‘Wood Elves at Play’. Detail (8 x 4 inches) of a vignette on Plate 12. 1870. Coloured wood engraving by Edmund Evans. 7¼ x 12 inches. Innocent ‘play’, but this time with an erotic undertone as the semi-naked elves float through the undergrowth in a sensuous procession, a sort of flowing arabesque. Most revealing is the tiny image of a couple about to kiss: the woman is prostrate and looks up at her lover, pulling his face towards her in desire. This seems purely incidental but carries with it a sexual connotation, articulating a scene that could not appear directly in mainstream painting. Victorian escapist and fantasy art – medievalism, neo-classicism, fairies – worked as a surrogate language for real-life experience, and Doyle’s cavorting elves and passionate lovers are unmistakeably part of the process of encoding, of figuring a taboo message in a distanced form. [Click on image to enlarge it.]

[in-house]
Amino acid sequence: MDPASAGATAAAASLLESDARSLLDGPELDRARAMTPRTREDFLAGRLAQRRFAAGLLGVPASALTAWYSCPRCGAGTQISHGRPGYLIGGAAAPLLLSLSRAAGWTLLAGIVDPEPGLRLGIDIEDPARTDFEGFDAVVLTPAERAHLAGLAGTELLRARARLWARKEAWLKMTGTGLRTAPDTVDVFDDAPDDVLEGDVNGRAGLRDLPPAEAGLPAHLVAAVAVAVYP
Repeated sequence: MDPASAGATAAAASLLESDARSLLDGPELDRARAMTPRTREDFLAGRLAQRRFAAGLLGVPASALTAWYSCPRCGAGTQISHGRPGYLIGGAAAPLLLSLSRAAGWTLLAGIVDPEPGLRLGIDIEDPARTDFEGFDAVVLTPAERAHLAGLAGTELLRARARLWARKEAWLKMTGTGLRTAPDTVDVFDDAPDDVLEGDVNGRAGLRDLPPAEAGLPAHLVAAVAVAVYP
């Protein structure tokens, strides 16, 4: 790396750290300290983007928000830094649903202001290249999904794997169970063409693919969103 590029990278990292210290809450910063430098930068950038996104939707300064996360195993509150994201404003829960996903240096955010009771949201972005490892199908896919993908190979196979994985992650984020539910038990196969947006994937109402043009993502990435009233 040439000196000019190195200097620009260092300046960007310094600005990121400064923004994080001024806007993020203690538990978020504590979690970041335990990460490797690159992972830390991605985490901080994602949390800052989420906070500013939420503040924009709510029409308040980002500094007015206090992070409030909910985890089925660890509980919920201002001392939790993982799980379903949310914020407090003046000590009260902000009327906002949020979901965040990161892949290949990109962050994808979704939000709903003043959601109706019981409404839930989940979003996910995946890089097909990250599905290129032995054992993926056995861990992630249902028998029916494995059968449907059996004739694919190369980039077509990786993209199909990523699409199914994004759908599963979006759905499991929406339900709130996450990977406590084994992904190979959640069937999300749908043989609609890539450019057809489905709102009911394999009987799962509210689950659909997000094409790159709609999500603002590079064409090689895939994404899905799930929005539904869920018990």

Photograph and text by Simon Cooke. You may use this image without prior permission for any scholarly or educational purpose as long as you (1) credit the photographer and (2) link to this URL in a web document or cite it in a print one.


Doyle, Richard, and William Allingham. In Fairyland. London: Green and Co., 1870 [1869].

Created 10 September 2021